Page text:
Sybolical Index Calculation For Linear Circuits

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Taylor & Francis
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1744-5051
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1387-3954
DOI
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Abstract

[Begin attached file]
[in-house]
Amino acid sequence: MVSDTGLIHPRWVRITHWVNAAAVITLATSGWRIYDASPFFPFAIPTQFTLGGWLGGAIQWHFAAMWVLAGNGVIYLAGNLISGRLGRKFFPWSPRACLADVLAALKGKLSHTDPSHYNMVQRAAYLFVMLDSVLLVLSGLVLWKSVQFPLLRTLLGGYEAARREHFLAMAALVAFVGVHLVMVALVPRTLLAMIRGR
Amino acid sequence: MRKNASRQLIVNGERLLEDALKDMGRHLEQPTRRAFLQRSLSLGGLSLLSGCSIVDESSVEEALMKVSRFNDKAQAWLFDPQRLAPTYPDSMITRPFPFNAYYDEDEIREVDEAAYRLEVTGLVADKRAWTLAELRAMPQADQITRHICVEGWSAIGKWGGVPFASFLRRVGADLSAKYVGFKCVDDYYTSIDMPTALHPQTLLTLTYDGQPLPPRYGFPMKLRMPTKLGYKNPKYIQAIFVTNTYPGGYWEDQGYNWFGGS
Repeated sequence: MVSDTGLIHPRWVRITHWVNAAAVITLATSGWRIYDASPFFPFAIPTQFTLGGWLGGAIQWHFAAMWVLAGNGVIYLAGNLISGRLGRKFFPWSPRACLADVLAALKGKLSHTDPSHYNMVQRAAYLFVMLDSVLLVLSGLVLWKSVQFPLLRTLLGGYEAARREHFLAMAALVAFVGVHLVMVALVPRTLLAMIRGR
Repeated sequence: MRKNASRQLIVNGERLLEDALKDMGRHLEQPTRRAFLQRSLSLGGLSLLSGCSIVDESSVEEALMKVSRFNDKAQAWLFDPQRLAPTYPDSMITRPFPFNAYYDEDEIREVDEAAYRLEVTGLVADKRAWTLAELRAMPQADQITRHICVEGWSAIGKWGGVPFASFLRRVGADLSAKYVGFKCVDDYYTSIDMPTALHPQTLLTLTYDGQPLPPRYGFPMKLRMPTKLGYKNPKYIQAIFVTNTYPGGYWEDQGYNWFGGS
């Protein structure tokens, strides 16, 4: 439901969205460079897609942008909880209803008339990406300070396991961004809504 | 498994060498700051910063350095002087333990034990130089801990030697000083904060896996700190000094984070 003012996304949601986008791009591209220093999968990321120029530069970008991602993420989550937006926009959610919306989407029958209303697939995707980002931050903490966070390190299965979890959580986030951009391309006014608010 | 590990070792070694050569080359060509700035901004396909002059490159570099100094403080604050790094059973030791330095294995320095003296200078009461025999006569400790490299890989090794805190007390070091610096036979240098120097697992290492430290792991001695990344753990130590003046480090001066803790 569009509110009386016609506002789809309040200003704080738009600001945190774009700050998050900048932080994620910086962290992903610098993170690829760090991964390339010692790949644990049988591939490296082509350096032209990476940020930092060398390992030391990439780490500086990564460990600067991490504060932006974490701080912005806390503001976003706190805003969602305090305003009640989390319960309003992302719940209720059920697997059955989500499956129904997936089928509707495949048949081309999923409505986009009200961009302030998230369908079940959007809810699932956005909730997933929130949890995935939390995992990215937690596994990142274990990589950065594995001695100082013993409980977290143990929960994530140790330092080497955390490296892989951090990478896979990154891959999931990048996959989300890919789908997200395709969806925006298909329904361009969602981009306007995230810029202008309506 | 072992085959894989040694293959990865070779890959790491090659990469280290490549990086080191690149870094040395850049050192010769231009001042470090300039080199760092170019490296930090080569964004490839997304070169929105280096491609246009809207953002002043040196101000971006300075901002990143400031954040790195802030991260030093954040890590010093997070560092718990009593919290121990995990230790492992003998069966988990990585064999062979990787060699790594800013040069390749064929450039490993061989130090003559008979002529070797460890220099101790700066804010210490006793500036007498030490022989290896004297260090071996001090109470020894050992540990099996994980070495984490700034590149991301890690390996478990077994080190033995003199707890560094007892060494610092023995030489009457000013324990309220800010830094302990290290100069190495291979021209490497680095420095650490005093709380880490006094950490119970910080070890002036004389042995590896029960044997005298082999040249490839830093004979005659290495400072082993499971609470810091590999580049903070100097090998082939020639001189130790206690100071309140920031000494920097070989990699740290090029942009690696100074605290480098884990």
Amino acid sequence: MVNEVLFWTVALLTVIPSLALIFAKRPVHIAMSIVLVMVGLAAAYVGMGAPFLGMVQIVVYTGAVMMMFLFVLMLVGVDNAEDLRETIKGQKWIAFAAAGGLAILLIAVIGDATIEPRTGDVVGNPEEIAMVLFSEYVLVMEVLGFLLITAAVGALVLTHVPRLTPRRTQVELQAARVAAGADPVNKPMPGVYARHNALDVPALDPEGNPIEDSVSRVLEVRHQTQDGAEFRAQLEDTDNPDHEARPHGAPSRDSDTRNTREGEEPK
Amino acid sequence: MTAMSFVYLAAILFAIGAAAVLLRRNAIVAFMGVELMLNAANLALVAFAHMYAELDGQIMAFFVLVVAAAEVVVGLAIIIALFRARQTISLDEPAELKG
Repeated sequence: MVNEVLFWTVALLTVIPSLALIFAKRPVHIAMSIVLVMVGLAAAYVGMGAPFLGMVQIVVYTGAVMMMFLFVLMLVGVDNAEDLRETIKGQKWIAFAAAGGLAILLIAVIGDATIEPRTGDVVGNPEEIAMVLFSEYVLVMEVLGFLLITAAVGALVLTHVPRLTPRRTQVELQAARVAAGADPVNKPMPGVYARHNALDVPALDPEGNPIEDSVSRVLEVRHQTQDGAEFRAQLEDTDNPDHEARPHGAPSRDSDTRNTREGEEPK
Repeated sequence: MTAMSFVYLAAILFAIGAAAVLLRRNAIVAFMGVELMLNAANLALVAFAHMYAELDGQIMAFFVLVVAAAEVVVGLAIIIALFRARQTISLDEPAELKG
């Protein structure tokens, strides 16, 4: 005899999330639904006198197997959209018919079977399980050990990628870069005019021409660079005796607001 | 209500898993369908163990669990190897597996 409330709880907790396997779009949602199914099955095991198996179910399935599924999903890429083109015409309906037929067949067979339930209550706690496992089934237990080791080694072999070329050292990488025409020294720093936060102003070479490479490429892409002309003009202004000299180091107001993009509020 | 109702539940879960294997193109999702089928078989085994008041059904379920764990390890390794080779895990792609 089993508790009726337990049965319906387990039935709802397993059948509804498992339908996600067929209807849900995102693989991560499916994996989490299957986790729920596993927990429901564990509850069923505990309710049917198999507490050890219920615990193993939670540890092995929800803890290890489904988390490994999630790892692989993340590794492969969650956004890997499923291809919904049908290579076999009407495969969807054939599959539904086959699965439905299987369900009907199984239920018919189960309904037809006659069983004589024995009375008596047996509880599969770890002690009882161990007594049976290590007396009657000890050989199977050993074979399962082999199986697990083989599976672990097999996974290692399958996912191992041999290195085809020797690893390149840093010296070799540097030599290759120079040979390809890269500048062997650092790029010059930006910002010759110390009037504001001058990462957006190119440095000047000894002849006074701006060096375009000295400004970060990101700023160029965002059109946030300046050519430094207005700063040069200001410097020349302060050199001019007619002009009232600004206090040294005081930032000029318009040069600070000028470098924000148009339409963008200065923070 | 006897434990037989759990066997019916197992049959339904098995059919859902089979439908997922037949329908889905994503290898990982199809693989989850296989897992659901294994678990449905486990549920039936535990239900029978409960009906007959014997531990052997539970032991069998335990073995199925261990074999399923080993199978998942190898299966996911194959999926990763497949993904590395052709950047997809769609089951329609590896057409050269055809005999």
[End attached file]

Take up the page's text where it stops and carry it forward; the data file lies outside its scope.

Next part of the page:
Mathematical and Computer Modelling of Dynamical Systems 1387-3954/01/0702-205$16.00 2001, Vol. 7, No. 2, pp. 205±214 Swets & Zeitlinger Symbolical Index Calculation for Linear Circuits * * * * C. CLAUû , P. SCHWARZ , B. STRAUBE and W. VERMEIREN ABSTRACT The condition for the DAE index to be higher than one is calculated symbolically. Using Analog Insydes a function for the computer algebra system Mathmatica is written. It calculates the index condition if the sparse tableau analysis method, or the modi®ed nodal analysis method is applied. 1 INTRODUCTION One of the central questions in the ®eld of differential-algebraic equations (DAE's) [1, 2, 5] or descriptor systems [11] is the determination of the index. Dif®culties in the numerical treatment [12, 16] of the DAE are expected if the index exceeds one (higher-index case). Therefore, a higher-index check is quite useful. The known index concepts coincide in the case of linear DAE's, in which the index calculation possibilities are well understood [3, 13]. Linear DAE's are generated if the most often used modi®ed nodal analysis (MNA) [8], or sparse tableau analysis (STA)[6] methods are applied to linear circuits [4]. Based on the matrices of the linear DAE's the higher-index condition can be checked. If the analysis approaches are realized symbolically, which is possible using a symbolical circuit analysis tool (e.g., Analog Insydes [7]) the symbol- ical matrices can be the basis for the calculation of a symbolical higher-index Fraunhofer Institute for Integrated Circuits, Design Automation Department (EAS) Dresden, Zeunerstraûe 38, D-01069 Dresden, Germany. Tel.: ‡49-351-4640 737; E-mail: (clauss, schwarz, straube, vermeire)@eas.iis.fhg.de 206 C. CLAUû ET AL. condition. Such a symbolical higher-index condition can be used for the index check by replacing the symbolical parameters by numerical ones. The advantage over the pure numerical calculation is the reduction of round-off errors. Furthermore, the symbolical higher-index condition allows to ®nd out how circuit element parameters have to be chosen to get / avoid a higher index. In this paper a symbolical calculation method for the higher-index condition is presented which uses Analog Insydes, and Mathematica. It is restricted to linear circuits in which only capacitors and inductors lead to derivatives of the variables with respect to the time. The method is applied to some simple examples. 2 THE HIGHER-INDEX CONDITION A linear DAE is considered with constant coef®cient matrices (e.g., a descriptor form, A can be singular) Ax …t†‡ Bx…t†‡ f…t†ˆ 0 …1† m mxm 1 (x…t†; f…t† : T ! R ; A; B 2 R ; T  R time interval, m > 0,' symbolizes the derivative with respect to the time). According to the tractability index de®nition [9] the following matrix chains have to be calculated: A ˆ A; B ˆ B …2:1† 0 0 A ˆ A ‡ B Q ; B ˆ B P …2:2† i‡1 i i i i‡1 i i with P ˆ I ÿ Q ; and Q is a projector on the kernel ker A ; i ˆ 0; 1; .. . The i i i i tractability index is the number  with A regular and A singular for all j < . Consequently, the index is higher than one if and only if A is singular. Therefore, the condition det…A‡ BQ †ˆ 0 …3† has to be evaluated. To get this condition symbolical circuit analysis is used. 3 SYMBOLICAL CIRCUIT ANALYSIS Analog Insydes [7] is a program for the symbolical analysing and sizing of analog electronic circuits. It is based on the computer algebra system Mathe- matica [19] utilizing its symbolical calculation capabilities. For handling SYMBOLICAL INDEX CALCULATION 207 circuit analysis a set of Mathematica functions is de®ned. We use Analog Insydes to derive equation (1) from a circuit description. The further calculation steps use Mathematica functions only. The higher-index condition (3) is derived by the following steps: (a) Describe the circuit in an element oriented way There is an input format which uses the Mathematica list capabilities. A netlist converter for reading SPICE netlists is available. (b) Set up the circuit equations It is carried out by the `CircuitEquations' analysis function. By default the MNA approach is used. If the `SparseTableau' option is set the STA equations are generated. (c) Extract the A and B matrices This is done by elementary Mathematica functions. (d) Construct the projector Q on ker A Considering the capacitors and inductors which are the only circuit components that cause derivatives with respect to the time the projector can be constructed by determining the zero rows of the matrix A. (e) Calculate the determinant, and factorize it The matrix A ˆ A‡ BQ is calculated. Symbolical determinant calcula- 1 0 tion and factorization are functions of the Mathematica system. The symbolical analysis steps are combined to a user de®ned Mathematica function. The steps (a), (b) are done by Analog Insydes functions, and the steps (c), and (e) are simple matrix calculations. The construction of the projector in step (d) is described in the next section. 4 PROJECTOR CONSTRUCTION Since the allowed circuit elements are restricted to only capacitors, and inductors, which produce time derivatives of circuit variables, the matrix A has a special structure which depends on the circuit analysis approach. The speci®c structure of A allows it to construct the projector Q easily. 4.1 Sparse Tableau Analysis (STA) Both all branch voltages and all branch currents become variables of the DAE. Only capacitors and inductors produce nonzero entries in the A matrix. Since 0 0 the equations Cv…t†ˆ i…t† of capacitors, and Li…t†ˆ v…t† of inductors are the 208 C. CLAUû ET AL. only equations which use time derivatives, the nonzero entries in A are all C- values, and all L-values. Moreover, each entry is the only entry both in its line and column. Due to this structure, Q can be easily given by a matrix with a 1 entry on the main diagonal if and only if the corresponding column of A is a zero column. All other elements of Q are zero, e.g.: 2 3 2 3 000 0 0 00 0 1 0 0 000 00 6 7 6 7 000 0 0 00 0 0 0 0 000 00 6 7 6 7 6 7 6 7 0 C 00 0 0 00 0 0 1 000 00 6 7 6 7 6 7 6 7 000 0 0 00 0 0 0 0 100 00 6 7 6 7 A ˆ Q ˆ 6 7 6 7 000 0 0 C 00 0 0 0 000 00 6 7 6 7 6 7 6 7 000 0 0 00 0 0 0 0 000 00 6 7 6 7 4 5 4 5 000 0 0 00 0 0 0 0 000 10 000 0 L 00 0 0 0 0 000 01 4.2 Modi®ed Nodal Analysis (MNA) All node voltages become variables of the DAE, and furthermore, all branch currents which cannot be eliminated, e.g. the currents of inductors or of independent voltage sources. Inductors and single grounded capacitors are treated like in the STA approach. A single ¯oating capacitor which is not grounded leads to the following submatrix of A which is singular. The corresponding submatrix q of the projector Q is added: 0 0 Connecting subgraphs of capacitors with n nodes, which do not have a capacitor to the ground lead to n-dimensional submatrices a of A, which are singular. The corresponding submatrices q of Q are n-dimensional matrices 0 0 with the entries 1/n each, e.g.: SYMBOLICAL INDEX CALCULATION 209 The submatrix is regular, if a connecting subgraph of capacitors is grounded by at least one capacitor. Consequently, the submatrix q of the projector Q is 0 0 zero. By subdividing the Matrix A into submatrices, the projector Q can be calculated using the above mentioned submatrices q . For the following sample matrix A with several submatrices due to capacitor subgraphs the projector Q is given: 2 3 0 0 0 0 0 000 0 0 6 7 0 C ‡ C ÿC 0 0 000 0 0 1 2 1 6 7 6 7 0 ÿC C 0 0 000 0 0 1 1 6 7 6 7 00 0 C ‡ C ÿC 0 ÿC 00 0 3 4 3 4 6 7 6 7 00 0 ÿC C 000 0 0 3 3 6 7 A ˆ 6 7 00 0 0 0 C 0 ÿC 00 5 5 6 7 6 7 00 0 ÿC 00 C 00 0 4 4 6 7 6 7 00 0 0 0 ÿC 0 C 00 5 5 6 7 4 5 0 0 0 0 0 000 C 0 0 0 0 0 0 000 0 L 2 3 10 0 0 0 0 0 0 00 6 7 00 0 0 0 0 0 0 00 6 7 6 7 0 001=31=30 1=30 0 0 6 7 6 7 0 001=31=3 000 0 0 6 7 6 7 00 0 0 0 1=20 1=20 0 6 7 Q ˆ 6 7 0 001=30 01=30 0 0 6 7 6 7 00 0 0 0 1=20 1=20 0 6 7 6 7 00 0 0 0 0 0 0 00 6 7 4 5 00 0 0 0 0 0 0 00 00 0 0 0 0 0 0 00 5 CIRCUIT EXAMPLES The following example gives a small impression of the calculation of the higher-index condition. It is a very simple example for demonstrating only the 210 C. CLAUû ET AL. calculation steps. The Analog Insydes input netlist of this RC circuit is shown on the left. The generated STA matrices A and B are: 2 3 2 3 0 0 000 000 ÿ11 11 00 0 0 6 7 6 7 0 0 000 000 000 0 0 0 0 0 6 7 6 7 6 7 6 7 0 0 000 000 000 0 0 ÿ11 0 6 7 6 7 6 7 6 7 0 0 000 000 000 0 0 0 ÿ11 6 7 6 7 A ˆ ; B ˆ 6 7 6 7 0 0 000 000 100 0 0 0 0 0 6 7 6 7 6 7 6 7 0 0 000 000 0 ÿ10 0 0 R 00 6 7 6 7 4 5 4 5 0 0 000 000 00 ÿ100 0 R 0 00 0 C 0 000 000 0 0 0 0 ÿ1 …4† The projector on the kernel of A is Q ˆ diag…1; 1; 1; 0; 1; 1; 1; 1†: …5† The calculated higher-index condition achieved by Mathematica is C…R ‡ R †ˆ 0: …6† 1 2 If this condition is ful®lled the DAE index is higher than 1. There are two factors in (6), therefore: C ˆ 0: This is not possible, because the construction of the projector presumed C not to be zero. R ˆÿR : It leads to a higher-index DAE indeed. 1 2 In this example a formula was calculated symbolically which allows to determine the circuit element parameters in such a way that the STA equation system is of higher index. Sometimes the determinant of the matrix A is zero independently from speci®c parameter values. Then the index is higher due to the DAE structure [18]. For example this can be observed if a mesh of capacitor branches occurs as in the following example. SYMBOLICAL INDEX CALCULATION 211 Without considering the intermediate steps the symbolically calculated higher-index condition is f0g. That means, the index is higher than 1 in any case of parameters R ; R ; C ; C ; C . Therefore, the symbolical higher-index 1 2 1 2 3 condition gives insight into the structural higher-index property. If the MNA is applied to this circuit, the index is equal to 1. This demon- strates that the index depends on the structure of the circuit, its numerical values, and the applied analysis method. 6 EXAMPLES FOR IDENTIFYING INDEX PROBLEMS IN TEST SIGNAL EVALUATION Analogue fault simulation [15] is applied to evaluate test signals for an analogue network for the purpose of fault detecting. A fault simulator creates a faulty network by fault injection. The electric behavior of a fault is usually modelled by network elements and their interconnections. Commonly, two- poles for shorts and opens or n-poles, e.g., for defective transistors, are injected into the network. Caused by such a fault injection the electric behavior of the now faulty network changes. As a ®rst example the RC-network [16, 17] with an operational ampli®er depicted in the following picture is considered. If the operational ampli®er is modelled ideally by a nullator-norator-pair, the fault free network can be simulated without any problems. In the case of the open fault no simulation was possible. If otherwise the operational ampli®er is modeled using a voltage controlled voltage source (ampli®cation V ˆ 15000) the fault-free network can be simulated too. Its behavior (node 7) is shown in the result plot (upper window). If the open fault is injected at G the simulator has calculated the behavior shown in the lower window of the result plot. Note the different 212 C. CLAUû ET AL. scales of the voltage ranges. An analogue fault simulator would report this fault as to be detected. However, there is an higher-index problem. The faulty network has the index ˆ 6. Thus, the high index is the reason for the above mentioned behavior. The application of the higher-index condition formula method allows to detect a higher-index already after fault injection but without the fault simulation run; to give a warning if in the case of a higher index a fault is reported as to be detected. On the other hand, the conditions for an index increase can be calculated for different description levels of the operational ampli®er. In this example, assumed an ideal operational ampli®er, the condition for a higher index is: C  C  C  C  C  G  R  R  R  R  R  R  R ˆ 0 …7† 1 2 3 4 5 7 0 1 2 3 4 5 6 That means the index increases if G ˆ 0 which is the open fault, or if R ˆ 0…i ˆ 0; .. . 6† which leads to meshes of capacitors. Assumed the operational ampli®er is represented by a voltage controlled voltage source the higher-index condition changes into C  .. . C  R  .. . R …R ‡ R ‡ G  R  R ÿ G  R  R  V†ˆ 0 …8† 1 5 2 6 0 1 7 0 1 7 0 1 The index increases if: G ˆ…R ‡ R †=…R  R …Vÿ 1†† …9† 7 0 1 0 1 SYMBOLICAL INDEX CALCULATION 213 In the case of the open fault the network can be simulated due to the fact that the index is not high. However, the result is doubtful since G is in the critical region according to (9) if G is closer to zero. Consequently, the symbolical higher-index condition gives a useful insight. The second example is a high-pass ®lter. If an ideal operational ampli®er is used the application of the above outlined method calculates the following symbolical higher-index condition: C  C  C  C …R  R ‡ R  R ‡ R  R † R  R ˆ 0 …10† 1 2 3 4 0 1 0 2 1 2 3 4 That means a higher index occurs if e.g. R is a short circuit. This is already known from fault simulation for a short fault injected at R . In such case the simulation runs into wrong results. 7 SUMMARY A method for the symbolical calculation of the higher-index condition of linear circuits is presented. It is quite useful both for the recognition and for the search of higher index DAE's. Critical circuit element parameters can be found which are responsible for an index increase. Due to the symbolical calculation, the method seems to be more robust than pure numerical calculations [10]. The performance of the method is demonstrated. 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